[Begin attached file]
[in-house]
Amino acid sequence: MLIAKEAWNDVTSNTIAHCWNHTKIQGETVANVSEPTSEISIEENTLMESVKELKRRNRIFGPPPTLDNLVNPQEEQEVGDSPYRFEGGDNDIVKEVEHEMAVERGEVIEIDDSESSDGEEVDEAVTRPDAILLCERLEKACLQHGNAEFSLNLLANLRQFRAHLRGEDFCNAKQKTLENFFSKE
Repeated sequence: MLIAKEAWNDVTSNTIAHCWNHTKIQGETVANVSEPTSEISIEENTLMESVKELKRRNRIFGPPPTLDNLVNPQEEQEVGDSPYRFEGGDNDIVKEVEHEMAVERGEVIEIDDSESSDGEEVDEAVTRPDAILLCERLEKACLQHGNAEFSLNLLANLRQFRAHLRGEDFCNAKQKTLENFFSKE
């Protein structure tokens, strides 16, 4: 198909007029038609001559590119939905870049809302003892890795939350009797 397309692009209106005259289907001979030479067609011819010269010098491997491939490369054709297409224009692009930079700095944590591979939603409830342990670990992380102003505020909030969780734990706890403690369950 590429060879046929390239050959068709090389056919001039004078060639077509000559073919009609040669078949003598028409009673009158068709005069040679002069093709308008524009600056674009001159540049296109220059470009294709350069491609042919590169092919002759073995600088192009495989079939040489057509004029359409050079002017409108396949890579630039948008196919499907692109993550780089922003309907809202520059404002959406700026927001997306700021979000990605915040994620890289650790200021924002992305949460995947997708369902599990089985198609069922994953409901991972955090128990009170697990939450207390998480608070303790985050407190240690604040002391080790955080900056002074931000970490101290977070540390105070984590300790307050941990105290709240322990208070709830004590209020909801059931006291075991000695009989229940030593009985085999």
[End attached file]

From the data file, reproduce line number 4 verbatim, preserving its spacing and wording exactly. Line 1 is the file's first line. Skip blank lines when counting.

């Protein structure tokens, strides 16, 4: 198909007029038609001559590119939905870049809302003892890795939350009797 397309692009209106005259289907001979030479067609011819010269010098491997491939490369054709297409224009692009930079700095944590591979939603409830342990670990992380102003505020909030969780734990706890403690369950 590429060879046929390239050959068709090389056919001039004078060639077509000559073919009609040669078949003598028409009673009158068709005069040679002069093709308008524009600056674009001159540049296109220059470009294709350069491609042919590169092919002759073995600088192009495989079939040489057509004029359409050079002017409108396949890579630039948008196919499907692109993550780089922003309907809202520059404002959406700026927001997306700021979000990605915040994620890289650790200021924002992305949460995947997708369902599990089985198609069922994953409901991972955090128990009170697990939450207390998480608070303790985050407190240690604040002391080790955080900056002074931000970490101290977070540390105070984590300790307050941990105290709240322990208070709830004590209020909801059931006291075991000695009989229940030593009985085999």